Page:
If PC Power and Cooling set out to produce a PSU that delivered excellent levels of efficiency and voltage stability above all else, then (aside from the questionable ripple results) this is something they have certainly achieved. In all of the standard tests the Silencer 910 produced solid voltage outputs and even when placed under a load of 1085w in the 'Max Load' test it still refused to falter. Only in the cross-load results did the -12v rail get a little unruly with the voltage going off the scale to down to -14.47v.
However, when reviewing a product here on Overclock3D we have to take into consideration the results of all similar products we've tested before it and how they performed in all areas. As a result the PC Power & Cooling Silencer 910 is up against some extremely stiff competition with both the Corsair HX850W and Enermax Revolution85+ being tested only a few weeks back.
As much as it pains me to say this (because I'm going to get mobbed by PCP&C fans), the Silencer 910 just doesn't cut the mustard. Sure it's got stable rails and great efficiency, but it simply can't compete with the Enermax and Corsair PSU's when it comes to aspects such as noise levels under heavy load, features and general appearance. The theory about hard wired vs modular connectors simply doesn't carry any weight any more and the 80mm fan layout cherished by PCP&C for such a long time really only works in in server environments where low-profile rackmount cases don't work with a top-mounted 120mm+ fan. If it didn't seem like PCP&C were trying to muscle in on the retail market with fancy new packaging and cosmetic improvements to the 910, then maybe I could be a bit more forgiving and evaluate it as an industrial product, but from where I'm standing at least, it doesn't seem to be the case.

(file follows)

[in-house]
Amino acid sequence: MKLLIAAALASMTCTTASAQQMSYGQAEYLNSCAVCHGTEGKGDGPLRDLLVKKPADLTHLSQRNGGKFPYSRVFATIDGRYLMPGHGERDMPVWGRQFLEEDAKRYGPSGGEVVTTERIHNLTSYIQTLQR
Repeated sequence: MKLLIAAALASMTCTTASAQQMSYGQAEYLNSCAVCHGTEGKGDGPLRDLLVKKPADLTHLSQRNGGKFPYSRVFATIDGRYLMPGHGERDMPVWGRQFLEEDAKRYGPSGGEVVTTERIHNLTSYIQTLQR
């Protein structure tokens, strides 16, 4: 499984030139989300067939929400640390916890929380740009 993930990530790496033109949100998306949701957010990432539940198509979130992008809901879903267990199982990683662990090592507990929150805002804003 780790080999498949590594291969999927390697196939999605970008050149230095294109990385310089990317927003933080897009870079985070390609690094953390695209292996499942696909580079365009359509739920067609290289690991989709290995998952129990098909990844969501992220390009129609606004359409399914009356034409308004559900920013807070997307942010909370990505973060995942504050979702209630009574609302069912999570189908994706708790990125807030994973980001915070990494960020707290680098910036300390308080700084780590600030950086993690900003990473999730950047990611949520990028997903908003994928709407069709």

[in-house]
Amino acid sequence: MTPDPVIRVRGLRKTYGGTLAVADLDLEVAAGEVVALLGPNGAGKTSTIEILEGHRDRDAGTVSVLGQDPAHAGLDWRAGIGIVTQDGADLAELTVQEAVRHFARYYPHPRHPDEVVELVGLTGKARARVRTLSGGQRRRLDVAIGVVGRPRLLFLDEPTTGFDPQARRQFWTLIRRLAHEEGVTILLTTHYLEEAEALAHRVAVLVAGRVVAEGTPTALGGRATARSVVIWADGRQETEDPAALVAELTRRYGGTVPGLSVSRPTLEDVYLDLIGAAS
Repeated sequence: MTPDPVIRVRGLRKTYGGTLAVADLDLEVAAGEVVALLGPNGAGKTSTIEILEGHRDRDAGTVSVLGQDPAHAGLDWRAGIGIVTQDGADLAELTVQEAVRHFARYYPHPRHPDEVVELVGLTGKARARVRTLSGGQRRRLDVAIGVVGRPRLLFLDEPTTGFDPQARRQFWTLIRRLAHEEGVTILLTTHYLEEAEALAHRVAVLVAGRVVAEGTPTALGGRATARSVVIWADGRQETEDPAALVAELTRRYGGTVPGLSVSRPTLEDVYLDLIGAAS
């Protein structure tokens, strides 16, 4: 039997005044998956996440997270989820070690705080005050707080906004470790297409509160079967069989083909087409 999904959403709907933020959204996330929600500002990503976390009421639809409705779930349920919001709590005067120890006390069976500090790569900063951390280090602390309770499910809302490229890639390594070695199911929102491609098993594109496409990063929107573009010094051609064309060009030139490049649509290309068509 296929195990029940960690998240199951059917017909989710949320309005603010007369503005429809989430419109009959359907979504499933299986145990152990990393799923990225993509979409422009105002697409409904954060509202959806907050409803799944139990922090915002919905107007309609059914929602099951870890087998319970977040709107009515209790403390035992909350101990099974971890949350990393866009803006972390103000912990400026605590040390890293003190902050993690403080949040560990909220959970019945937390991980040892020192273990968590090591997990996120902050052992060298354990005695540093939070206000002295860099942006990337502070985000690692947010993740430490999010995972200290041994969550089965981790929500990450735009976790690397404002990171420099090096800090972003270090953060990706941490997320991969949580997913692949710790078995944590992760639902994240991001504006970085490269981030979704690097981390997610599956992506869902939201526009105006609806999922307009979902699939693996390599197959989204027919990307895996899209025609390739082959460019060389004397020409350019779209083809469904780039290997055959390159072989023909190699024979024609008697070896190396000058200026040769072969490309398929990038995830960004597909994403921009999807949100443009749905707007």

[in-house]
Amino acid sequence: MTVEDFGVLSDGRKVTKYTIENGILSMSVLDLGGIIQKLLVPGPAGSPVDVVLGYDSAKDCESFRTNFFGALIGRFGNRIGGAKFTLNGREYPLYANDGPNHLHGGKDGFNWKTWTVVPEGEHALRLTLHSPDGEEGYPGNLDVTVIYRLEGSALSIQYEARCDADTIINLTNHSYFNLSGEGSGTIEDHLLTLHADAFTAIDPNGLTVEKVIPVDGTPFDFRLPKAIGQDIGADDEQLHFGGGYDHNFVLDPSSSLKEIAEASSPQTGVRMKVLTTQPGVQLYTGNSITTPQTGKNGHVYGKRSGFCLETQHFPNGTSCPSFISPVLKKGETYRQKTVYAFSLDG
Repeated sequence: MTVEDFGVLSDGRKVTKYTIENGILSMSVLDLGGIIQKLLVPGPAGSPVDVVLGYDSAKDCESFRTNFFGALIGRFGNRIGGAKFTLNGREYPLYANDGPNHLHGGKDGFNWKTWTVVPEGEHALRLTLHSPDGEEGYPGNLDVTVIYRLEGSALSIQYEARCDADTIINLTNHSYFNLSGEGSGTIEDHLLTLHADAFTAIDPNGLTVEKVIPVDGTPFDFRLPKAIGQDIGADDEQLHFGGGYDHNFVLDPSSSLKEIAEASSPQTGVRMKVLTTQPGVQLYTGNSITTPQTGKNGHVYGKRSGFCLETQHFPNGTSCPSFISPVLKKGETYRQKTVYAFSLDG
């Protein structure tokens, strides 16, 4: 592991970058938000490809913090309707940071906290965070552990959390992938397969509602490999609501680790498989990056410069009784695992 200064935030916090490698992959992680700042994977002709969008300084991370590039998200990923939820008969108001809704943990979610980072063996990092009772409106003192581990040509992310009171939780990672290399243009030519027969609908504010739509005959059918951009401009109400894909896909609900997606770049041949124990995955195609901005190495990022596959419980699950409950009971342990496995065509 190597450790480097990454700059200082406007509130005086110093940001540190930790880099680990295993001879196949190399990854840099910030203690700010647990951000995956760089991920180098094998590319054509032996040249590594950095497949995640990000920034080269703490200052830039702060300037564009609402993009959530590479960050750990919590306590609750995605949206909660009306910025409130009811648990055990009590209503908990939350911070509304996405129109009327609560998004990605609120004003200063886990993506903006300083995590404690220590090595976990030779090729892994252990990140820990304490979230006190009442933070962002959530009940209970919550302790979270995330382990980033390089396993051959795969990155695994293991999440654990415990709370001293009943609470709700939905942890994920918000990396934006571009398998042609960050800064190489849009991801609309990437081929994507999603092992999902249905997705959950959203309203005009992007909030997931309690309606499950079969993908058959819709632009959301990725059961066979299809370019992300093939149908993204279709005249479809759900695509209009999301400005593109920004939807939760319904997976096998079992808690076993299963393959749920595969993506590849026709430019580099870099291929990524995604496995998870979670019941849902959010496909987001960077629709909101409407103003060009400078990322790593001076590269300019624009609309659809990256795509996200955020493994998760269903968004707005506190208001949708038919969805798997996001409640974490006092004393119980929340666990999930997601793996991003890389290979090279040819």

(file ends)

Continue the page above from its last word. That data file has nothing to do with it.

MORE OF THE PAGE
- Stable voltages across all rails at all loads.
- Managed to maintain the stable voltages even at 1084w!
- Excellent efficiency across all loads.
- Improved packaging (thought it doesn't look "industrial" any more).
- Only four PCI-E Connectors. Most manufacturers have moved to six for high-output models.
- The Molex conspiracy strikes again. Twelve SATA and only seven Molex connectors!
- Mixture of white and black connectors. *removes M.J pun*. Please make up your mind PCP&C.
- Running this PSU above 75% load will more than likely damage your ear drums.
- Weird ripple results. Possibly a faulty unit or some other weirdness. But this stays here until resolved.
- The -12v rail fell outside ATX spec in cross-load results.